“It’s like deja vu all over again” – Yogi Berra
With China letting the yuan slide and the U.S. labeling the country as a currency manipulator, it reminded me of something I’ve seen before. And not that long ago.
In my last post on this, I noted how similar this market felt to the 2015/2016 market. To briefly recap what I noted in that post:
- Oil has tanked: Oil was $75 / bbl in last October and now is ~$54 / bbl today. That is nearly a 30% decline. It is also down ~8.5% in just the last five days.
- Earnings have been lackluster: While 76% of companies have beaten consensus estimates, they have been a number of earnings revisions lower and pre-released numbers that have guided down expected numbers. The blended earnings decline for the S&P so far has been -1%. If the rest of the market ends up being down, this will be the first time we’ve had 2 consecutive earnings declines since Q1’16 and Q2’16
- People are concerned about China: This time it is a little different, but what hasn’t changed is that China is a black box and people are concerned this time that the tariffs are negatively impacting the economy there.
- Interest rates plunged: Due to market concern and fear, the 10 year treasury hit 1.6% in early 2016. It is now at 1.7% after being at ~2.5% for the rest of the year. Notably, the S&P dividend yield also exceeds the treasury yield like it did back then.
Now, a new deja vu candidate has emerged. On Monday, China allowed its currency to dip to levels not seen in over a decade. But wait… Can anyone name when this headline came out?
The S&P declined 4% this day… So when did it come out? This news came out almost exactly 4 years ago in August 2015. Please read each of these articles and note how similar they sound to today:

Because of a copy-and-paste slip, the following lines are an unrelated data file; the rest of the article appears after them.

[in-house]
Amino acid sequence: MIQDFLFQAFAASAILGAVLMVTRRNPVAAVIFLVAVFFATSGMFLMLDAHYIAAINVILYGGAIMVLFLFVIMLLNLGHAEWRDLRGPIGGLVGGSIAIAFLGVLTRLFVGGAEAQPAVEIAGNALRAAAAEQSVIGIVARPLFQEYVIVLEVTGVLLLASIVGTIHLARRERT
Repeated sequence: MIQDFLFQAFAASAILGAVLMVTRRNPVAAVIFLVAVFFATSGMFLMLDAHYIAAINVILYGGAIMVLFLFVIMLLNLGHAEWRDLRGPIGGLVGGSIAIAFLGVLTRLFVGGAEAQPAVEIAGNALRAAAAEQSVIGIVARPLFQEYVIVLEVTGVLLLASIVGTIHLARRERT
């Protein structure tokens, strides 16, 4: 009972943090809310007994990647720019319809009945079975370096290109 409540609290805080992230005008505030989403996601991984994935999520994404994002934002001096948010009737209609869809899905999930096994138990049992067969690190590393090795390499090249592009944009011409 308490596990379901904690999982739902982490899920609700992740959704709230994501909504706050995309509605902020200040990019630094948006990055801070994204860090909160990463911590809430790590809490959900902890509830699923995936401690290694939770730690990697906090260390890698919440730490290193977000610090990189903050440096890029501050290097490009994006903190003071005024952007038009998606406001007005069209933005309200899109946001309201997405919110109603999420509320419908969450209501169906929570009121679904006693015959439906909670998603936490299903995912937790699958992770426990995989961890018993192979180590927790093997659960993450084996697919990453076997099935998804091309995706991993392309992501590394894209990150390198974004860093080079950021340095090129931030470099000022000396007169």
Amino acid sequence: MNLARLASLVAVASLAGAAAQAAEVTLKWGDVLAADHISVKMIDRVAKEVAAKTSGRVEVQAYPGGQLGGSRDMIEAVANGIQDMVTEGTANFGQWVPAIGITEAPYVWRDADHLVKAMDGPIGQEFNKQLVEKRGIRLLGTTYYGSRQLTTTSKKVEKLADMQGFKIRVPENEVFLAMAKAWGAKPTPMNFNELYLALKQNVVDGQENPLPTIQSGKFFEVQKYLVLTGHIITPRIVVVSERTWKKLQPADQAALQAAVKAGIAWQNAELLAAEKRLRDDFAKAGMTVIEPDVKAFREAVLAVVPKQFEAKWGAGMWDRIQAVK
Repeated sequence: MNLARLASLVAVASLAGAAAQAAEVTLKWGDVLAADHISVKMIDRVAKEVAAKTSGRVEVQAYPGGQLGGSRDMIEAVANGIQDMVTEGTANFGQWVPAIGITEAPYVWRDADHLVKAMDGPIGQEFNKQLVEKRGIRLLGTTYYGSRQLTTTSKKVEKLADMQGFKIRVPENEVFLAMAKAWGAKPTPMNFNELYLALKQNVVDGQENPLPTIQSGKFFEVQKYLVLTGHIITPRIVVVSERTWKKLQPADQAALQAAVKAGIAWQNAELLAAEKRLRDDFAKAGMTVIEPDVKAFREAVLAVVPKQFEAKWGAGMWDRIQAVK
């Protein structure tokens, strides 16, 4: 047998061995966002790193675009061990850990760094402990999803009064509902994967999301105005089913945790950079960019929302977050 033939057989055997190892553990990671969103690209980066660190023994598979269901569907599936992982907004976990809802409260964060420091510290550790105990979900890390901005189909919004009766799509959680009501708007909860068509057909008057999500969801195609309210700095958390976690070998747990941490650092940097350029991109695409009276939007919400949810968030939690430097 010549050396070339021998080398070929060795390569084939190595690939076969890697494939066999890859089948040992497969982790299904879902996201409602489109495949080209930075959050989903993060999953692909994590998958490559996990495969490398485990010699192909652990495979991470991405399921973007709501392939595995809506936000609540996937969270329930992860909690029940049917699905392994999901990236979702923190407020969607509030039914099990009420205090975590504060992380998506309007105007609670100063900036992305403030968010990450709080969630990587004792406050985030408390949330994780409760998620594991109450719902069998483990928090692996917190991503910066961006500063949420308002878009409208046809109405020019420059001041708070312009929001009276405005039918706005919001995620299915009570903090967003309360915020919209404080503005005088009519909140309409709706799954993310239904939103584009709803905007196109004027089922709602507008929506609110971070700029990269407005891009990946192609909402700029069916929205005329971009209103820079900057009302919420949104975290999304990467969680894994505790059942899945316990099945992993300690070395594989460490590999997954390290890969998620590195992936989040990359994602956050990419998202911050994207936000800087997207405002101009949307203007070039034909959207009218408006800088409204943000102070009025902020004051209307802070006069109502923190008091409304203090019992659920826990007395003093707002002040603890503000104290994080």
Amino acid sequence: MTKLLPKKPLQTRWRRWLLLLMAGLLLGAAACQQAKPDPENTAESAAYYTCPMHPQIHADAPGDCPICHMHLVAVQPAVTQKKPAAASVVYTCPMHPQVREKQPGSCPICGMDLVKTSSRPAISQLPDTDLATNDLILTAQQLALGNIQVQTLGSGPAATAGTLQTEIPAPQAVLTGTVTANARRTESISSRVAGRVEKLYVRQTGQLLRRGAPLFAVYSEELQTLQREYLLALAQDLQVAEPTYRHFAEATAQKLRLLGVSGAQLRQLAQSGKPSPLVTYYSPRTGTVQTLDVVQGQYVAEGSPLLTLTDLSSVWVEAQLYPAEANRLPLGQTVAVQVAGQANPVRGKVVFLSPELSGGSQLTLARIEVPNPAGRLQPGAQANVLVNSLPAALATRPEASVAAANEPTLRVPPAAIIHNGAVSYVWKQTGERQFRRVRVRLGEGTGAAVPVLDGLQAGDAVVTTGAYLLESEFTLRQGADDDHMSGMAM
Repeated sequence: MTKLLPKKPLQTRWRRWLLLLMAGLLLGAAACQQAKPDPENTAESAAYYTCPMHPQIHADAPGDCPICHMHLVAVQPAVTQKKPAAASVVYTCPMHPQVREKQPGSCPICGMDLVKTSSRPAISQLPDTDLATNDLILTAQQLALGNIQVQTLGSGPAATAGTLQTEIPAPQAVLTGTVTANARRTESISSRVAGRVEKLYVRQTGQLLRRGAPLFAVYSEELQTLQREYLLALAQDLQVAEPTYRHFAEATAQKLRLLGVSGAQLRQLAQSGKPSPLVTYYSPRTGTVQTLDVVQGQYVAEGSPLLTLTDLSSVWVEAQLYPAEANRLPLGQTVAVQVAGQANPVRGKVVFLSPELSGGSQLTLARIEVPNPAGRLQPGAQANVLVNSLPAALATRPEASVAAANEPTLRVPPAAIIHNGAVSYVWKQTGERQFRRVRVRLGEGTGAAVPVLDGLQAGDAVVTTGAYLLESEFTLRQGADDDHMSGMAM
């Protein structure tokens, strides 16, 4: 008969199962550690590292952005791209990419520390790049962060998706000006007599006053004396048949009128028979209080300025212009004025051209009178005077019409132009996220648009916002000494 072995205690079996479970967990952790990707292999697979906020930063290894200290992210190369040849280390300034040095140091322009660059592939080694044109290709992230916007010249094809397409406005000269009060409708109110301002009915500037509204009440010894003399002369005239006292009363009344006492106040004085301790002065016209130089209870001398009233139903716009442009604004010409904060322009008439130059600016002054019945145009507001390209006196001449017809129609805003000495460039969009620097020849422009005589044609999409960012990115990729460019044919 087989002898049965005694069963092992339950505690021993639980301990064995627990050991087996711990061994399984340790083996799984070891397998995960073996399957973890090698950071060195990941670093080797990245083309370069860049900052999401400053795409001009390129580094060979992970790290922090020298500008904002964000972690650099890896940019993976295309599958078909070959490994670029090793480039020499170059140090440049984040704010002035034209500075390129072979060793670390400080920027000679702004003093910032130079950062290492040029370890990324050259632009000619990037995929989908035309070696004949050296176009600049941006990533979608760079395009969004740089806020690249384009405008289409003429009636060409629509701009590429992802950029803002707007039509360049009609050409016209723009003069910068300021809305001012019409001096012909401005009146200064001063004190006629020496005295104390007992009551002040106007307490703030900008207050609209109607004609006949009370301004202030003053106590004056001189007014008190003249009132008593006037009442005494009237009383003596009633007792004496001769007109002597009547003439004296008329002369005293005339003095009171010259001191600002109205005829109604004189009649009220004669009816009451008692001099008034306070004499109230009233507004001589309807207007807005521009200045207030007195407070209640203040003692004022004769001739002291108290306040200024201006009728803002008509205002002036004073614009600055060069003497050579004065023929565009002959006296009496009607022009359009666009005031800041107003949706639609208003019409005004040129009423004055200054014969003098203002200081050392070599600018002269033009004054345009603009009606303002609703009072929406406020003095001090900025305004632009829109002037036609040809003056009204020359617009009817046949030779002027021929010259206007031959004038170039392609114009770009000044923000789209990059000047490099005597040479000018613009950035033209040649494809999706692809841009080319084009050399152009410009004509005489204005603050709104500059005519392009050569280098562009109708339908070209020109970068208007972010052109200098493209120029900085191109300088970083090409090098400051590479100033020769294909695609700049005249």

- Wall St. posts worst day in four years, S&P 500 now in correction
- Stocks tank after China devalues currency
- Global shares nosedive on China economic woes
The interesting thing about the devaluation concern now is that it is much less than the devaluation that occurred back then. It also continued to devalue against the US dollar throughout 2016, but people seemed less concerned:
Should we prepare for a further sell-off? Or does last time teach us that this news was overblown? Did we narrowly skate by last time and this time is the real signal?
I tend to think that the market is most concerned about uncertainty, which causes this perpetual fear with China. It is a persistent unknown. Does it surprise me that a dominate export country is devaluing its currency (that was long pegged against the dollar) to entice more exports? No. Especially in light of the tariffs.
I think China clearly must be facing some pain, but the fact of the matter is that the US earns very little revenue from Chinese sales. We import from them, we don’t sell that much to them (in the context of earnings in the S&P, that is). I think further concern on China can and will eventually cause a real market correction, but I’ll likely be buying that dip based on US earnings likely being relatively resilient in that situation (outside of commodities, which could get crushed from lower infrastructure building in China).